Trinity Toll Road Talk

Trinity toll road meeting draws capacity crowd of non-supporters

Trinity toll road meeting draws capacity crowd of non-supporters

Trinity River toll road rendering
The Trinity toll road was the focus of a town hall meeting in North Oak Cliff. Photo courtesy of Trinity River Corridor Project
Toll road meeting
Toll road panel included, from left, Michael Morris, Mary Suhm, Craig Holcomb, moderator Rafael Anchia, Bob Meckfessel, Scott Griggs and Patrick Kennedy. Photo courtesy of Mary Katherine McElroy
Trinity River toll road rendering
Toll road meeting

A town hall meeting on the Trinity River toll road on December 3, featuring an all-star panel of speakers, drew a capacity crowd, nearly all of whom made their opposition clear.

Hosted by State Rep. Rafael Anchia, the panel included three for and three against, with advocates Michael Morris, of the council of governments; former city manager Mary Suhm; and Craig Holcomb, president of the Trinity Commons Foundation, on the left. They faced off against toll road critics architect Bob Meckfessel, Dallas city council member Scott Griggs and Patrick "Walkable DFW" Kennedy on the right.

Aside from the increasing controversy surrounding the toll road, getting those six up on the stage at the Rosemont Elementary School in Oak Cliff got the big turnout of approximately 500 people. One or two audience members spoke out of turn, including Dallas City Council member Vonciel Jones Hill, but Anchia's measured moderation kept the event civilized and polite. He posed questions to panelists on both sides on issues such as destruction of habitat and the viability of alternative transportation modes, and he let them answer without interruption.

Anti-toll road comments by Griggs and Kennedy frequently drew enthusiastic applause.

Recurring themes from the left included a noble-sounding defense of "economic justice" for South Dallas commuters, with Morris peculiarly fixated on workers driving to Parkland Hospital who might need to use a tollway to avoid being late for work.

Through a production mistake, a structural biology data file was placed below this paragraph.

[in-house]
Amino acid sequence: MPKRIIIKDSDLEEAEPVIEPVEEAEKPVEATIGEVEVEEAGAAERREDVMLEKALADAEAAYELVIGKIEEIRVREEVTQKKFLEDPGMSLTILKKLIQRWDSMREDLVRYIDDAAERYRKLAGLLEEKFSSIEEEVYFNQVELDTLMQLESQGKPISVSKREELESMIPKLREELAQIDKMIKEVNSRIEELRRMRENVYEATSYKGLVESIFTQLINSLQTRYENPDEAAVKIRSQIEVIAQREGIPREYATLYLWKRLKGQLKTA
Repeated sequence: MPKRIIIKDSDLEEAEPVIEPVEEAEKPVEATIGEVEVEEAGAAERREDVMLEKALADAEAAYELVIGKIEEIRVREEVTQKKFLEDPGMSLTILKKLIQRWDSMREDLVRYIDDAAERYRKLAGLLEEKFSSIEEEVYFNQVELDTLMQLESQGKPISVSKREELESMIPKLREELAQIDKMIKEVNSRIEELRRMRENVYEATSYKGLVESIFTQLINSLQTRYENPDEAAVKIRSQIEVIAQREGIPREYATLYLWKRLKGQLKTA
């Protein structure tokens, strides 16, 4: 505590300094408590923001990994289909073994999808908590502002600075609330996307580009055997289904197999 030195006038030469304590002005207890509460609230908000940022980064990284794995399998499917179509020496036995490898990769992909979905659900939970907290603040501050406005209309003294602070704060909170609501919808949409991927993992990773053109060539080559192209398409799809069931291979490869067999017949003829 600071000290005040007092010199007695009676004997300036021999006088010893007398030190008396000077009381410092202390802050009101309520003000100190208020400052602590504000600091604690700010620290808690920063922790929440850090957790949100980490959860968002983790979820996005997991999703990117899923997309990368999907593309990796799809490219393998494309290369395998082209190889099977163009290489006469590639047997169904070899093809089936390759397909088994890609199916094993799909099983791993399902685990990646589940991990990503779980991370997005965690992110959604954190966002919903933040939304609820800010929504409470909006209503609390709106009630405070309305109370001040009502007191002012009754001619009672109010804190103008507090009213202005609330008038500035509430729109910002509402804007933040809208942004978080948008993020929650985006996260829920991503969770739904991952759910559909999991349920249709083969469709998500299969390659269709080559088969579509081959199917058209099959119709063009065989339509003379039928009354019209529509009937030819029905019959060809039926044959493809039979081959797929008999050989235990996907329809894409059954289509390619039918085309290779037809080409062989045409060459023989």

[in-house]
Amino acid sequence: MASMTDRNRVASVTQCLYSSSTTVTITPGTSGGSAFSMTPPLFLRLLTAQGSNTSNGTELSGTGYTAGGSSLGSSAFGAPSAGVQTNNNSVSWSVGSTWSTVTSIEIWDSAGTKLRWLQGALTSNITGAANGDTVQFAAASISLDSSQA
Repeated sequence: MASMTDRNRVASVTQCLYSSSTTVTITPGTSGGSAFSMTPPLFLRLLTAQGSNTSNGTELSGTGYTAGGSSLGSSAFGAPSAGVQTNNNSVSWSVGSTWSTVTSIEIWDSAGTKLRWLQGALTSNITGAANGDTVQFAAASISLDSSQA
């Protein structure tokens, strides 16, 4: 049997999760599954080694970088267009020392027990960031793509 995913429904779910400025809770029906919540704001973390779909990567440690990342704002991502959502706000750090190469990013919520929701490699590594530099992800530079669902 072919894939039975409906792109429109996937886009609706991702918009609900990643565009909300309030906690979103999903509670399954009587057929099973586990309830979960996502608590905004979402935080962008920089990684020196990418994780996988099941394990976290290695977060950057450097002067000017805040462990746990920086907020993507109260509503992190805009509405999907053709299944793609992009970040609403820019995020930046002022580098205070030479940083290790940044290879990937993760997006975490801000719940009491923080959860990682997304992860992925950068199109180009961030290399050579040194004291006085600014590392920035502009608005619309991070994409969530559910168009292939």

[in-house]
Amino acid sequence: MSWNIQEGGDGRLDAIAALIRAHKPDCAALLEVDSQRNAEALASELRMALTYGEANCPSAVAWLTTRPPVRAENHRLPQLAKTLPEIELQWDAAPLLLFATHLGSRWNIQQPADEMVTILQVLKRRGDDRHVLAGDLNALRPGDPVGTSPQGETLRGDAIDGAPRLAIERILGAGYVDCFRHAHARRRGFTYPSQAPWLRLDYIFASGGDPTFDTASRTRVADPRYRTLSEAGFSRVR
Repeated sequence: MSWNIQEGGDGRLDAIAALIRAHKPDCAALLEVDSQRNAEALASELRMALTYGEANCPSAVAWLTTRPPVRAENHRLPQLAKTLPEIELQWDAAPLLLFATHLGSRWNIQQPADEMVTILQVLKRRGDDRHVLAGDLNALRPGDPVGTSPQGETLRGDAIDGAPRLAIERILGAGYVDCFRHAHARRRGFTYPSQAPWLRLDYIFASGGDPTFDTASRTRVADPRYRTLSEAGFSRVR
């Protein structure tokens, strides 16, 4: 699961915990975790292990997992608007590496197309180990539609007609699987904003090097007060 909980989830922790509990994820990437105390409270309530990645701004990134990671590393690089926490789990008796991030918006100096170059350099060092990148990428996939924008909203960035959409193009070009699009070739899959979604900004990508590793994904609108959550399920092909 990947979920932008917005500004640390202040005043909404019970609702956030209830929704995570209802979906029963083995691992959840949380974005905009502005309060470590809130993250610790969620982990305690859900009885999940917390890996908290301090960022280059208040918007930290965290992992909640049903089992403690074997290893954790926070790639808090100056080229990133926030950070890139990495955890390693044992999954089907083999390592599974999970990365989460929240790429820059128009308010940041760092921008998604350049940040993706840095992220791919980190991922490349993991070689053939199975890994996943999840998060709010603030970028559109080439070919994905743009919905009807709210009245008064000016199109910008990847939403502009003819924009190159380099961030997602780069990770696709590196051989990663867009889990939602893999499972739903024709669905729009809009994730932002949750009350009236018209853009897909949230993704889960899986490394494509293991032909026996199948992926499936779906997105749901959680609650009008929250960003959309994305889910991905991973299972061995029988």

"If I'm a blue collar worker who gets points against me for being late to work, or if I'm late for daycare, my out-of-pocket changes and I can make an educated choice," he said.

Morris frequently resorted to dulling jargon that ended up obscuring the clarity of his comments, such as this ramble: "complicated, maximize potential impact, mandate, system's benefits, 52,000 hours, cross-ratio, high-density, hundreds of thousands of persons, what is the range of transportation options."

Holcomb, who admitted he wasn't looking forward to appearing on the panel, said that the road would follow the Balanced Vision Plan, devised in 2003.

But Griggs championed the idea of bringing development to Oak Cliff rather than forcing workers to drive north for jobs. "I remember Central when it was a four-lane blacktop," he said. "[Building another road means that] instead of going on a diet, we buy a bigger belt. ... Why can't we invest in the Southern sector and create jobs?"

In November, Anchia conducted an informal survey in which 94 percent of the respondents said they were opposed to the toll road. Responding to questions about his methodology, he said that he'd commissioned a more scientific poll by a national polling firm which found 2-to-1 against the road, with one third of respondents undecided.

Morris quickly came back with research he'd done, finding that North Oak Cliff supported the tollroad in the 2007 election.

"That was in 2007?" Anchia asked, then said sarcastically, "I appreciate your doing that work."

When Anchia asked about balancing the needs of regionalism versus the needs of Dallas, Morris asked how many people drove to the meeting and said that Dallas wasn't Detroit or New York. He said that the voters had already approved of the toll road twice, in 1998 and 2007.

But Meckfessel said that was a different generation.

"Laura Miller no longer supports this road," Griggs said. "Designer Alex Krieger has apologized. This is not the road we voted on."